Music Director’s Message

Great Choruses and Overtures from Opera

This is a concert I’ve wanted to do for at least 30 years.

Opera is a genre that is famously not for everybody’s taste (although I fervently believe it could be, given the right opera and a little preparation). For some, a particularly beautiful aria, usually sung by a soprano or tenor, will pierce their soul and make them want to hear more, more, more! Or it could be the spectacular vocal fireworks of Violetta’s Sempre libera, the Queen of the Night’s “Vengeance” aria, or the famous nine high C’s sung by the tenor in The Daughter of the Regiment that starts the adrenalin flowing. I followed a slightly different, but more typical path.

I heard the Prelude to Act III of Tannhäuser, and liked it so much that I bought an LP of “Great Opera Overtures”. I soon fell in love with the Prelude to Wagner’s Die Meistersinger, the overture to Verdi’s La forza del destino, Weber’s Oberon, Mozart’s The Marriage of Figaro, and many more. Then I found an LP of “Great Opera Choruses”, and wore it out listening to choruses from Bizet’s Carmen, Wagner’s Lohengrin, Verdi’s Aïda, Mussorgsky’s Boris Godunov, etc.  The sonic excitement of the full orchestra together with massed voices was electrifying! I didn’t care what they were singing about or what language they were singing in; I just basked in the glorious sound.

That’s exactly what I hope for you tonight. We’ll open with some of my favorite opera overtures, and after intermission the Mendelssohn Chorale joins us to sing a selection of great choruses. I often encourage people who are going to see an opera performance to learn as much as they can about the story, the characters, and the historical background. Not tonight! Opera choruses (the best ones, anyway) are meant to be good sonic fun, exciting a “wow” reaction from the audience. A composer adds a chorus to an opera for festive effect, to provide a pleasing diversion from the opera’s plot, or for a splendid visual spectacle. If the story calls for a crowd of people, the composer and librettist bring them out of anonymity by having them sing about why they are there, how they are feeling, or what they are about to do.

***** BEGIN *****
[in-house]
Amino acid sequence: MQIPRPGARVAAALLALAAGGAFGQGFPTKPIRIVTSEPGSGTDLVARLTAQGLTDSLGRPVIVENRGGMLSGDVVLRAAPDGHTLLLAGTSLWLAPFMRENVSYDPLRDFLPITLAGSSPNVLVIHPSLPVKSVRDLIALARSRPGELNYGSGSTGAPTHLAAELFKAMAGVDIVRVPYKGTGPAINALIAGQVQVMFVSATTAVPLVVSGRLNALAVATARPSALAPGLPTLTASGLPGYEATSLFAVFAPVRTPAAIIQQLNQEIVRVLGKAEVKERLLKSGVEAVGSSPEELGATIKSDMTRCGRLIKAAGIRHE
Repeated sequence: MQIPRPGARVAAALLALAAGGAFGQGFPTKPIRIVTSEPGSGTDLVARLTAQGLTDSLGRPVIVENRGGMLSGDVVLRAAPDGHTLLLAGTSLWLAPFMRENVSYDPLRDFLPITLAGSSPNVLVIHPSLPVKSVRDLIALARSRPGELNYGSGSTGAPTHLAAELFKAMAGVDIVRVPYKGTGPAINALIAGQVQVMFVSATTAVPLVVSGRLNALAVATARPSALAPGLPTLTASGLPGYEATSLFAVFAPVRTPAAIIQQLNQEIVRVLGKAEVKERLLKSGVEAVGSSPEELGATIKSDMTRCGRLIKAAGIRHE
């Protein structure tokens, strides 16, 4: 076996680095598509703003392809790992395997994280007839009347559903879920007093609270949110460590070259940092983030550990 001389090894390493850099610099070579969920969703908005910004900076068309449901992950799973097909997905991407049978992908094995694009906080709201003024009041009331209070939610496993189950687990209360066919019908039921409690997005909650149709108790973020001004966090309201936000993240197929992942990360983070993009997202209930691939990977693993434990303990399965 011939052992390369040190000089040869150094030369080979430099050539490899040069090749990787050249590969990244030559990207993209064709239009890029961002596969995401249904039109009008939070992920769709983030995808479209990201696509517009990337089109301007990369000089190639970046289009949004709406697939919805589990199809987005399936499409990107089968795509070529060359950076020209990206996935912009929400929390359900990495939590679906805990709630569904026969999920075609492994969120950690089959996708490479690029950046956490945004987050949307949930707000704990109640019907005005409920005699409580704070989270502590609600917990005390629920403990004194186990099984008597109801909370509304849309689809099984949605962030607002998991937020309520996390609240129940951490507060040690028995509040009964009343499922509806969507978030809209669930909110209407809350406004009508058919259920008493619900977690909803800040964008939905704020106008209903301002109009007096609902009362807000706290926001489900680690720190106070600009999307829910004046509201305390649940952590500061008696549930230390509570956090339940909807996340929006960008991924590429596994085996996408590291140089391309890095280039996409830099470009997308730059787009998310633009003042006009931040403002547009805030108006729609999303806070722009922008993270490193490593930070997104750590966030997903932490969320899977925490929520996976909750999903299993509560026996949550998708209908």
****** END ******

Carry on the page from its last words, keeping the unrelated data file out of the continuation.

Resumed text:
An opera chorus sometimes functions like the chorus in Greek tragedies, commenting on action and expressing collective thought. Often the chorus sets the scene for action that is about to take place. In any case, the music of an opera chorus is meant to be vivid and memorable, and that’s why we’re here tonight. My goal is that when you leave the theater tonight you are awash in a sea of your fellow concertgoers whistling, humming, and singing their favorite tunes from the evening.





Steve Larsen